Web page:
|The Leading Source for Global News and Information Covering the Ecosystem of High Productivity Computing / November 13, 2006|
Cray Inc. today announced the Cray XMT platform, a massively multithreaded supercomputing technology that the company has developed for large-scale, state-of-the-art data analysis work. Previously code-named "Eldorado" and developed under a government partnership, the Cray XMT system is the first supercomputer to offer over one million concurrent processing threads in a single system. Through partnerships with third-party solution providers, Cray will make this massively multithreaded platform available for performing advanced data analysis, data mining and predictive analytics in markets such as financial services, business intelligence, bioinformatics, digital media and energy. The Cray XMT platform will be available in early 2007.
The Cray XMT system joins the Cray XT4 supercomputer (see below) as the next innovative technology under Cray's Rainier program, the initial phase of the company's Adaptive Supercomputing vision. The Rainier program aims to bring all Cray processing technologies onto a common Cray XT infrastructure, allowing diverse and challenging applications to run on a single, highly scalable foundation without compromising performance or usability.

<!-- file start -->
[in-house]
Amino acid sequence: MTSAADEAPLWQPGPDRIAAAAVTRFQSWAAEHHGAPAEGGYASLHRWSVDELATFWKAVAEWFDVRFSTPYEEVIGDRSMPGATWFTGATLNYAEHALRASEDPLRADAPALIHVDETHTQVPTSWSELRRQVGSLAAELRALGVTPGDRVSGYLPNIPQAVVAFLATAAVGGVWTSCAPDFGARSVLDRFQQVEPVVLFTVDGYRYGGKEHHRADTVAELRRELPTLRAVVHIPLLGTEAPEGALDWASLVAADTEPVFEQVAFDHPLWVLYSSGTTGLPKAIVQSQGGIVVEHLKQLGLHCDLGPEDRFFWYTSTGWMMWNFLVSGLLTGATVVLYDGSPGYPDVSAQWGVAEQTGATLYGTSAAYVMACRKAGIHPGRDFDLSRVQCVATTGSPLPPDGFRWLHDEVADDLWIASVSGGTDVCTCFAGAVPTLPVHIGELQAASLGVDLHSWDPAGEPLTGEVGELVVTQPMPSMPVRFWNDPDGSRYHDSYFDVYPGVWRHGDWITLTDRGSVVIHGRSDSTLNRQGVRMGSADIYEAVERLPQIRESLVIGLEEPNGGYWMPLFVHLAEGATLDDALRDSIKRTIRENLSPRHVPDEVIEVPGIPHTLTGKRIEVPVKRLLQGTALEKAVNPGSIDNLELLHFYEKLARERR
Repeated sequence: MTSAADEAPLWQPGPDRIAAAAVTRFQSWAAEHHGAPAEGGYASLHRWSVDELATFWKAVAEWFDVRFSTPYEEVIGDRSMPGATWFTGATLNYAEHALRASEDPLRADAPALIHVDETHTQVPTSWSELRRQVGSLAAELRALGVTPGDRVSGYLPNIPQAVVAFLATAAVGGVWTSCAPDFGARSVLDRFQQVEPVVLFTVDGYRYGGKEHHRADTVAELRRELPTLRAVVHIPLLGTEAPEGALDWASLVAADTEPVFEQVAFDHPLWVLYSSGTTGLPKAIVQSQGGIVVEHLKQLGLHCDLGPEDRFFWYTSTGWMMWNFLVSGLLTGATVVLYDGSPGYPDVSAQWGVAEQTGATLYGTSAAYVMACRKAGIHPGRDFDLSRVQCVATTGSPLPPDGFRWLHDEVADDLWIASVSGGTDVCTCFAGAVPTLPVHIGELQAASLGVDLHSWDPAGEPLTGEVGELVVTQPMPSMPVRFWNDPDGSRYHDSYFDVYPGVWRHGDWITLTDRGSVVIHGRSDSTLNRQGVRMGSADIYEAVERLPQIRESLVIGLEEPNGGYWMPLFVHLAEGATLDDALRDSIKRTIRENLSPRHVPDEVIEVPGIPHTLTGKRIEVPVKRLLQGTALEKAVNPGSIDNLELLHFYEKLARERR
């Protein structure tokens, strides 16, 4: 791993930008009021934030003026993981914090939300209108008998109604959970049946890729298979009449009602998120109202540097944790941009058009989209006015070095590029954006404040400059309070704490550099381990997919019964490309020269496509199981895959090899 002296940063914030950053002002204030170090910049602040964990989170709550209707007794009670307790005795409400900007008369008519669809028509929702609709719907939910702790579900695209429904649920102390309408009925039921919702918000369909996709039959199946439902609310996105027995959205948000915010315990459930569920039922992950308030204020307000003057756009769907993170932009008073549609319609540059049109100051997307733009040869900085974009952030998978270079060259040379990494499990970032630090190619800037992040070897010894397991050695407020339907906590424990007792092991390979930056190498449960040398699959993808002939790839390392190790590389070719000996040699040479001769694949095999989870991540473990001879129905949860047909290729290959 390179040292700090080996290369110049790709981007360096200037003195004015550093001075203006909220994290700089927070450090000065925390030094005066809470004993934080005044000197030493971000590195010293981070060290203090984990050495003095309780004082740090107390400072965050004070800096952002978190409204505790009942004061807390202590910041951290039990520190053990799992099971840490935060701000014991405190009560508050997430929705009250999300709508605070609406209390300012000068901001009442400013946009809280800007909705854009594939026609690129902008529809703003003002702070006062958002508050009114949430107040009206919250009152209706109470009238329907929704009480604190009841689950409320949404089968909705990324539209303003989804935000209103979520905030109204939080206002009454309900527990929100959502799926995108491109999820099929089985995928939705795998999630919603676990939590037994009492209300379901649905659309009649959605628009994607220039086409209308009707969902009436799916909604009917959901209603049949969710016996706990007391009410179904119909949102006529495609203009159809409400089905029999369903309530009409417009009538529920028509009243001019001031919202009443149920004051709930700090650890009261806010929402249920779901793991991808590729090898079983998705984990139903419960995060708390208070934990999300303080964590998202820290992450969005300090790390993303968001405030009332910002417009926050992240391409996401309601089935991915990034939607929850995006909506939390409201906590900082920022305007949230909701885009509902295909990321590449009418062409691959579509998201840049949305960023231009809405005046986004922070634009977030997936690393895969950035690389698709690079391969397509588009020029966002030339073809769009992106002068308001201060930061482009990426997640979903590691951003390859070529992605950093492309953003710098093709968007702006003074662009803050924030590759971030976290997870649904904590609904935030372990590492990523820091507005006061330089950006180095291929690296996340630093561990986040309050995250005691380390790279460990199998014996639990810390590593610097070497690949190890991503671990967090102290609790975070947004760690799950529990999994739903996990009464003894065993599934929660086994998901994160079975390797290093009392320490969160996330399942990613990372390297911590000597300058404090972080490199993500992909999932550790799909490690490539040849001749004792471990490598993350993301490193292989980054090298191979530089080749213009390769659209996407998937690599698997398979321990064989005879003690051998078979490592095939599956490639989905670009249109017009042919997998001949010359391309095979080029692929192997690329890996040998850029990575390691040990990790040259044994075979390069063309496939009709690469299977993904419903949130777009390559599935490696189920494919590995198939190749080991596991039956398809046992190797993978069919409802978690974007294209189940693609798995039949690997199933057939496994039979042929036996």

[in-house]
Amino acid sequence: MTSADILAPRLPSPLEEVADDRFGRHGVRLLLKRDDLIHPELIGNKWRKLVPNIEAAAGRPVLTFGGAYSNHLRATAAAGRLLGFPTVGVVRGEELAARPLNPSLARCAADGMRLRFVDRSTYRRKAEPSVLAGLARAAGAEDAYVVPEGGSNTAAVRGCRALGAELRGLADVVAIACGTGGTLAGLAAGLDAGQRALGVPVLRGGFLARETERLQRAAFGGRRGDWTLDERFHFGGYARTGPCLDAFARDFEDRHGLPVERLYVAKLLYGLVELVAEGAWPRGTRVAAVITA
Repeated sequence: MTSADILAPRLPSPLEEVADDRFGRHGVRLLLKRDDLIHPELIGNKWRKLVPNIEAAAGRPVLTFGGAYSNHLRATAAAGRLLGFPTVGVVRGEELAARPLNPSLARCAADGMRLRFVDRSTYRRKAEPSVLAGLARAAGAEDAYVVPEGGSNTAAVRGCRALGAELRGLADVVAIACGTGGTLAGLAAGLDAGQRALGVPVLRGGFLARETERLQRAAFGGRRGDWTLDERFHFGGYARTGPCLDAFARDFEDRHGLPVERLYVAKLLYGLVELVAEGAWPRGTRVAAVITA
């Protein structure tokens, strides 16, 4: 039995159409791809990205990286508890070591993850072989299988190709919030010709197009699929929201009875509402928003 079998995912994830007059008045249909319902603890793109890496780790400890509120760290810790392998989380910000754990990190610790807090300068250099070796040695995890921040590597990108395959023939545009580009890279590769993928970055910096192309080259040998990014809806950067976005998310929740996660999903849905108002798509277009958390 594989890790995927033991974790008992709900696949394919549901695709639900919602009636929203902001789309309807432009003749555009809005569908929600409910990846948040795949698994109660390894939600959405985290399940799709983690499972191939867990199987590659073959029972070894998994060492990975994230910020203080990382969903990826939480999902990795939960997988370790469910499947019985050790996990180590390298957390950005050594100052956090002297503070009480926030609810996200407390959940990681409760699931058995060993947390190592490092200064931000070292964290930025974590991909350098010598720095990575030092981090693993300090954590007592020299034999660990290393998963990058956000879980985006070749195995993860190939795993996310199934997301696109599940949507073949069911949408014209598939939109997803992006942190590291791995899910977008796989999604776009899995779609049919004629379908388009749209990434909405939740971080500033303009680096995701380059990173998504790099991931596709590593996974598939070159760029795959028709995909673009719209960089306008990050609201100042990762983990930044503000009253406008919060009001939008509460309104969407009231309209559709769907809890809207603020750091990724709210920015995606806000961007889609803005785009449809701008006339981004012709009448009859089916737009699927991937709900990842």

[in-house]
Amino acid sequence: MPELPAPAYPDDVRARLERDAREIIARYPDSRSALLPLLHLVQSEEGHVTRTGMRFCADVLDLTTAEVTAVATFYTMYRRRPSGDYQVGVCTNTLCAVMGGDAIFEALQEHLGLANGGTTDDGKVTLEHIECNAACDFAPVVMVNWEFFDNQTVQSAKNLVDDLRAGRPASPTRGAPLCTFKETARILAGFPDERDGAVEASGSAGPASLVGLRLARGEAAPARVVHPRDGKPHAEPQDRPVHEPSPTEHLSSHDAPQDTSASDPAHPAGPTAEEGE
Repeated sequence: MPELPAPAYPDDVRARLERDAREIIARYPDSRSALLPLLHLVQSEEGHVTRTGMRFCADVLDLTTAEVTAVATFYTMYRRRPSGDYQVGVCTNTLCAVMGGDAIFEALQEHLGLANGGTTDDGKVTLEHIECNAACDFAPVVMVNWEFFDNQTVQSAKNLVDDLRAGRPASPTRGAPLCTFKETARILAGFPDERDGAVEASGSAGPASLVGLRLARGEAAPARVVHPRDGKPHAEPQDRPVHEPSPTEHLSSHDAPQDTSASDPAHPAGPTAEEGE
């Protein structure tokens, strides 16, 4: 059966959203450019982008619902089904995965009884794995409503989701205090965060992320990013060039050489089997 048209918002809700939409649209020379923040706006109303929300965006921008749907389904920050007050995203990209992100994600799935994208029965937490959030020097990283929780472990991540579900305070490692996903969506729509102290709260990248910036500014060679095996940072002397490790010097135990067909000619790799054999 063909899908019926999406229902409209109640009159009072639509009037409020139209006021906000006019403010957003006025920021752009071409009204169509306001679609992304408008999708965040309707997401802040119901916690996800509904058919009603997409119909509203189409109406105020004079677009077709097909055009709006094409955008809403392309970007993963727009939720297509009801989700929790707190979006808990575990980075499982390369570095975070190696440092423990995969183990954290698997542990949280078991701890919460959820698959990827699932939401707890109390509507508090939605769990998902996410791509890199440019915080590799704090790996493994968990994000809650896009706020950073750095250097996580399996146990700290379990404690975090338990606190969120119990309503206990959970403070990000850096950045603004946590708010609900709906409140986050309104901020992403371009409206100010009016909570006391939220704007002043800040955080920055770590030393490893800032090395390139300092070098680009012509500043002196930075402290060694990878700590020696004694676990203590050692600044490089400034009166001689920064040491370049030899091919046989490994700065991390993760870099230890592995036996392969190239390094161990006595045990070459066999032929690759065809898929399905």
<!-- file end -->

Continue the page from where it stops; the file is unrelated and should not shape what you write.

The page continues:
With custom massively multithreaded processor chips designed for compatibility under the AMD Torrenza initiative, the Cray XMT system uses technology from the Cray XT3 and Cray XT4 systems to produce a new more cost-effective, massively multithreaded supercomputer.
"The Cray XMT platform implements an important new approach to overcome memory latency, offering the potential to substantially and cost-effectively accelerate data-intensive applications in a variety of sectors," said Jan Silverman, Cray senior vice president of corporate strategy and business development. "In partnership with government agencies and companies who develop integrated solutions, we expect this platform to provide levels of performance for data analysis that have never been achieved before."
For large data-driven problems that today exist in unrelated and diverse data sets, massively multithreaded processing offers the potential for breakthrough performance increases. Each processor in the multithreaded Cray XMT system can handle up to 128 concurrent threads. The system is designed to scale up to more than 8,000 processors, yielding more than one million concurrent threads that can operate on as much as 128 terabytes (128 trillion bytes) of shared physical memory.
The company also announced the availability of its next-generation massively parallel processing (MPP) system, the Cray XT4 supercomputer. The new supercomputer, previously code-named "Hood," is designed to scale to a peak performance of more than one petaflop. The Cray XT4 supercomputer debuts with several large system orders announced earlier this year from leading organizations, including the Oak Ridge National Laboratory (ORNL), the National Energy Research Scientific Computing Center (NERSC) and the Finnish IT Center for Science (CSC).
The new Cray XT4 system is designed for superior scalability, incorporating the latest generation of AMD Opteron processors matched with expanded local and interconnect bandwidth that provides the system balance necessary to optimize application performance at scale. The system is equipped with AMD Opteron dual-core processors that can be upgraded to AMD's future quad-core processing technology.